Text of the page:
programmes are uncertain. This argument appears wrong and
over-simplified; it ignores the responsibility of social services
departments for releasing staff for such courses, while the DoH’s
promotion of the post-qualifying (PQ) award in child care has also
inevitably poached practice teachers and prevented them providing
placements for Diploma in Social Work programmes.

There are also some suggestions that a five-day programme –
currently the duration of an introductory course – will be enough
for all needs. The National Organisation for Practice Teaching
(NOPT) says the practice teaching award has many strengths and
provides a platform on which to build rather than to reject. This
is not to say that change cannot be embraced. PTPs should develop
modularised, multi-disciplinary ways forward but they must be
adequately funded and rooted within a framework of continuing
professional development for social work as a whole.

The NOPT has produced guidance on the baselines that should be held
within any new structures on the future of practice learning. In
relation to practice assessors, the NOPT argues that they should
have an understanding and ability in relation to:

  • Social work values and anti-oppressive practice.
  • Adult learning and teaching.
  • Social work theories, methods and skills.
  • Reflective and critical practice.
  • Student assessment.
  • Management of the students’ learning experience.

The demonstration of such vital and important attributes needs
to be located within two important frameworks: one of continual
professional development at different levels, and one of
professional and academic qualification.

New practice assessor programmes of training and awards should be
developed for work-based supervisors, and both new and experienced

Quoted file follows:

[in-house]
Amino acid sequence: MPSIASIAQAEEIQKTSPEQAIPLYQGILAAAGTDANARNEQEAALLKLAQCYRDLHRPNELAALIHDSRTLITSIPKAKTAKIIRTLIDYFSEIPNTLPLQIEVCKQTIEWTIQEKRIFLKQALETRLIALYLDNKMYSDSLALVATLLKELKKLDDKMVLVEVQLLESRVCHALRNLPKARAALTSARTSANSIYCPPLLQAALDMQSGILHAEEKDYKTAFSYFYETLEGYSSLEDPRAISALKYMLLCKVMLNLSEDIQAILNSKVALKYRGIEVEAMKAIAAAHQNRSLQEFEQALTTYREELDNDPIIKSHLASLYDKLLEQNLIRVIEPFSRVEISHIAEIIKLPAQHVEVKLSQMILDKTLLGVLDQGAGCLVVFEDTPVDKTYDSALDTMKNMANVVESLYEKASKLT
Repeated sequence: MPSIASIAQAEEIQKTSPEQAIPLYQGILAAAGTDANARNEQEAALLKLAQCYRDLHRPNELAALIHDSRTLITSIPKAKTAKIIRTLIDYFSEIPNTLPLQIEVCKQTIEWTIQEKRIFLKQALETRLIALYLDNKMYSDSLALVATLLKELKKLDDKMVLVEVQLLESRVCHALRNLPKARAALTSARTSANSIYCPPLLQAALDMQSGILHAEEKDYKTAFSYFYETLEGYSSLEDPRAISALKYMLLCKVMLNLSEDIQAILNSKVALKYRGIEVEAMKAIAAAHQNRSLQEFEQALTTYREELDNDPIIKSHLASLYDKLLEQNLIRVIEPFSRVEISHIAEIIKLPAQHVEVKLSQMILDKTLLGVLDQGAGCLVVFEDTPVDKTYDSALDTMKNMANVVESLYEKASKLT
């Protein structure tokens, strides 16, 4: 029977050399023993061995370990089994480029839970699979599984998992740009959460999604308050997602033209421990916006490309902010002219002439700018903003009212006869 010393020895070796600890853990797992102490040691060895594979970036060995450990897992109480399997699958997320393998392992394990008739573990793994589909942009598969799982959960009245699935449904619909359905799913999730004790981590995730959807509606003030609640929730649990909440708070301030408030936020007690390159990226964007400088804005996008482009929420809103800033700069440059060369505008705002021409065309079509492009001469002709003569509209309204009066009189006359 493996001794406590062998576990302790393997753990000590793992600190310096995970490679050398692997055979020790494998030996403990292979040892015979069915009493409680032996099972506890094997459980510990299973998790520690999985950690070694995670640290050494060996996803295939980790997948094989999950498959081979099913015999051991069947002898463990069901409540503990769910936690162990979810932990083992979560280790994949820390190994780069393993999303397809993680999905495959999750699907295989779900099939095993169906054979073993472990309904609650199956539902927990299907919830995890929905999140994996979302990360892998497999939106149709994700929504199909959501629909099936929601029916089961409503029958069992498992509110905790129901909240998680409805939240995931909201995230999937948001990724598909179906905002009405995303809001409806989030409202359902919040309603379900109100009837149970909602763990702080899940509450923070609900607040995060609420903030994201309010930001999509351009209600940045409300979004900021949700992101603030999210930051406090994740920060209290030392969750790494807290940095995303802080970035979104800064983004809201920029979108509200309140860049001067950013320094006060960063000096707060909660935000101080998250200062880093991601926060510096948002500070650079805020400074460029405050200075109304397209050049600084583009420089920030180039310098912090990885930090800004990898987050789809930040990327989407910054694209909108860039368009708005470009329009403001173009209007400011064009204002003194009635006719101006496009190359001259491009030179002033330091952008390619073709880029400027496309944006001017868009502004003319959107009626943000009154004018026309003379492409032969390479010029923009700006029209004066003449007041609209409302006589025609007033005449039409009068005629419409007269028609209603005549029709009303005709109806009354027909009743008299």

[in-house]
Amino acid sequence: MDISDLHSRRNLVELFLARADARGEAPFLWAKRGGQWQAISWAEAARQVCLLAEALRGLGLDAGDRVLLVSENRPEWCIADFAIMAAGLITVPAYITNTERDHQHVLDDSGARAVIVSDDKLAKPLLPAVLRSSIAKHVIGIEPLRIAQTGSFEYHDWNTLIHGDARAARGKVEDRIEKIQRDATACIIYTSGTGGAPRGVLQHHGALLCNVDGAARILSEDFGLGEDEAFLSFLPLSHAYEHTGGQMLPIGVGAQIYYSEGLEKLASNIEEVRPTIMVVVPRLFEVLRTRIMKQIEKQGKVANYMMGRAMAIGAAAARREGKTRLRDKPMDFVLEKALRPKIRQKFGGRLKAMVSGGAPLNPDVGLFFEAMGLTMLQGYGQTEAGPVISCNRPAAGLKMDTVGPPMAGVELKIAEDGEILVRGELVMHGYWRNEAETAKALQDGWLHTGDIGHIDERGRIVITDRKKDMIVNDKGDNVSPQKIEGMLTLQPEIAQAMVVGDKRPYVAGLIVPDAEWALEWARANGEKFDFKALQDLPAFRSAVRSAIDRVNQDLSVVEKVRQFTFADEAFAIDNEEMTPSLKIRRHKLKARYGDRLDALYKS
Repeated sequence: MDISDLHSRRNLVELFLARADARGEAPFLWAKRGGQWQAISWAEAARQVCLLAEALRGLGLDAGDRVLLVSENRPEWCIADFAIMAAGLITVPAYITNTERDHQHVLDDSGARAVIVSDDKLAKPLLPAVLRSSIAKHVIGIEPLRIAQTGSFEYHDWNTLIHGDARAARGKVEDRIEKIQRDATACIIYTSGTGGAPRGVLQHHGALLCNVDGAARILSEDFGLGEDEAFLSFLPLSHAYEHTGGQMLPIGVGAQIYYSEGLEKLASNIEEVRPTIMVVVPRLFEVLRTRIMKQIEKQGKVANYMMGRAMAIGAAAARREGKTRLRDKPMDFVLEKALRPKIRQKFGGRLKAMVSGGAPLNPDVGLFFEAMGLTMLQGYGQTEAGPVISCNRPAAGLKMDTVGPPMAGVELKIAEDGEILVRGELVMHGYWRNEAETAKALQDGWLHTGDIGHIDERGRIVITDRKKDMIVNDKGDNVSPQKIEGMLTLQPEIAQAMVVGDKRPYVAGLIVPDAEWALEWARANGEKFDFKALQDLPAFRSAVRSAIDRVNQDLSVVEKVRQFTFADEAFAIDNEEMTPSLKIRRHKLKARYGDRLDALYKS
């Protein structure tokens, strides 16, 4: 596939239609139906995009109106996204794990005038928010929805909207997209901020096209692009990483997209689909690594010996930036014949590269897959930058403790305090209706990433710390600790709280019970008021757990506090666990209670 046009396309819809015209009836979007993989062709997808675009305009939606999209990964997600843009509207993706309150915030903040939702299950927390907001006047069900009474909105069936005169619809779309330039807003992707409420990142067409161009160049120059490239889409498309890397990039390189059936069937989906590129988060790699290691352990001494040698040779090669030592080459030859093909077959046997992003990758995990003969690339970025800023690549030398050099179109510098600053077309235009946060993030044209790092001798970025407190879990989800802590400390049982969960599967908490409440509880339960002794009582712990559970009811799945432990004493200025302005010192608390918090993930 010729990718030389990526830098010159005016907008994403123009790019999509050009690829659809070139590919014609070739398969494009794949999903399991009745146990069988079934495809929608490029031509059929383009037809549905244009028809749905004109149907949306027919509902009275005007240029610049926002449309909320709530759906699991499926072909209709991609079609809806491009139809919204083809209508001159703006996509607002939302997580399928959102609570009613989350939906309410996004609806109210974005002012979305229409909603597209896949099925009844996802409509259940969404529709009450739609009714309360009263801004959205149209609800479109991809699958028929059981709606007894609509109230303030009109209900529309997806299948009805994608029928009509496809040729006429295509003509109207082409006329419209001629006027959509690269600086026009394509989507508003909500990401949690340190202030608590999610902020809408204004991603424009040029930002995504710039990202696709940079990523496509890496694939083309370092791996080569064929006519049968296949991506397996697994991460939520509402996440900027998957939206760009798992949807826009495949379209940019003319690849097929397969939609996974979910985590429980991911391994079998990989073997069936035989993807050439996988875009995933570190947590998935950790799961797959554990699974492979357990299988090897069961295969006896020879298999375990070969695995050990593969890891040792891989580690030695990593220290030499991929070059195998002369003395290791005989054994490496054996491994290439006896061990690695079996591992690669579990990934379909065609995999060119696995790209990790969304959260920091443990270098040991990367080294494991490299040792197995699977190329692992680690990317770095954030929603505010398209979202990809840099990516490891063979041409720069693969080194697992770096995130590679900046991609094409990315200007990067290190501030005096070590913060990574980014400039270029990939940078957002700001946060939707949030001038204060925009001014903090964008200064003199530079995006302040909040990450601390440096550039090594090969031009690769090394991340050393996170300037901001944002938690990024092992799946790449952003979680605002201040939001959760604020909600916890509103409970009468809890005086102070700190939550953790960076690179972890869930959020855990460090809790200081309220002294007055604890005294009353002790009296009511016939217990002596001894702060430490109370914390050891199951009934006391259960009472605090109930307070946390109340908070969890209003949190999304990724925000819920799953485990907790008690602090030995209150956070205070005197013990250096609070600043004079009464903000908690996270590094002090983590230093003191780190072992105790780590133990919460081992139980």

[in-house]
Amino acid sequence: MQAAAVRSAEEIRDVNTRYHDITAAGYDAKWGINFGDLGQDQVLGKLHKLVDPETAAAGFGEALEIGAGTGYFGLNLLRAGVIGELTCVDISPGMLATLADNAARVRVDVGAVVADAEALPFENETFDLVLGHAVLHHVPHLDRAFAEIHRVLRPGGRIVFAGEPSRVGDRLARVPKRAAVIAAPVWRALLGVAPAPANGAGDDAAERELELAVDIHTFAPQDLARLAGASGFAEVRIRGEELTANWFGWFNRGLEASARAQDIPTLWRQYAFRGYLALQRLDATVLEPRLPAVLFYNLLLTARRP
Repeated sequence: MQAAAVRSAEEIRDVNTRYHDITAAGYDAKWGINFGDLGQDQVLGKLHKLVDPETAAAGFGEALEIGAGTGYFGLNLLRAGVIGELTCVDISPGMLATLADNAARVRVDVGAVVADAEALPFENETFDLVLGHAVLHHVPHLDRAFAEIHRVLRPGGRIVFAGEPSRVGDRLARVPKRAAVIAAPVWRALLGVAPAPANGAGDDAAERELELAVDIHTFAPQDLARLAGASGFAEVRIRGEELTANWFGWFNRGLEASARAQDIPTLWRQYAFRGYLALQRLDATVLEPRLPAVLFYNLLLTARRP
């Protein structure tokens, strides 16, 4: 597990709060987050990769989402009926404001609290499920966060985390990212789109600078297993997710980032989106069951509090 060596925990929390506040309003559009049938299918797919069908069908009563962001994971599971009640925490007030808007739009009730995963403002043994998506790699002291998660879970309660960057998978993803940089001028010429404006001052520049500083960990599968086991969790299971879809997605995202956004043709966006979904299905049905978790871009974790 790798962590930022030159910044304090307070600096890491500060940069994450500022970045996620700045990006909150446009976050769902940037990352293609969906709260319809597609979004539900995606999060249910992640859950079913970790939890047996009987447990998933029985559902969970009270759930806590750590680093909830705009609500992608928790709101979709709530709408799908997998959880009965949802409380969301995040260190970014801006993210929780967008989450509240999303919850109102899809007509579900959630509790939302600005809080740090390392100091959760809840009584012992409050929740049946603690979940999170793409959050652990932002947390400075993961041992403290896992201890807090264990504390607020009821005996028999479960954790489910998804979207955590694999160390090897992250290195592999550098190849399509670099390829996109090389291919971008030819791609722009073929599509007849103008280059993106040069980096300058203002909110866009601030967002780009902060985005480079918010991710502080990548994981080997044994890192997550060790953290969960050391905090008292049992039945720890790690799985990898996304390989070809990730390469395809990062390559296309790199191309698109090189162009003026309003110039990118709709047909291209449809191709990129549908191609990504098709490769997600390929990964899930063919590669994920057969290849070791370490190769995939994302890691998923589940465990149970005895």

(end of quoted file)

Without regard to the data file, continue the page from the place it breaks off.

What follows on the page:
practice assessors. Such programmes might take the form of short
introductory courses, five-day intermediate courses and a generic,
multi-professional or multi-disciplinary modularised award, which
should be explicitly accredited with PQ and academic credits. The
profession should retain a national award structure for this key
area of its practice.

Practice teachers, social services departments, voluntary sector
social care agencies and social work programmes have a
responsibility to engage with these developments and ensure that
quality is upheld in how practice learning is developed for the new
social work degree.

There are many reasons to be optimistic about the new degree and
the future of practice learning – or whatever it ends up being
called. But we must not stand by and, through inaction, allow the
quality of practice learning to be compromised.

We risk a situation where social work students join agencies with
insufficient training and professional development. Beyond them,
the future of the profession is similarly compromised if we allow
the scope for change in the new degree to be an excuse to cut costs
and lower quality. Is that what users and carers would want?

Aidan Worsley is co-chairperson, National Organisation for
Practice Teaching, and principal lecturer, applied community
studies department, Manchester Metropolitan


1 Department of Health, The
Requirements for Social Work Training, 2002. Go to  

2 General Social Care Council,
Statement of Commitment, 2002. Go

3 Quality Assurance Agency for
Higher Education, Code of Practice for the Assurance of Academic
Quality and Standards in Higher Education: Placement Learning,
2001. Go to

Further Reading

GSCC, Codes of Conduct for Social Care Workers and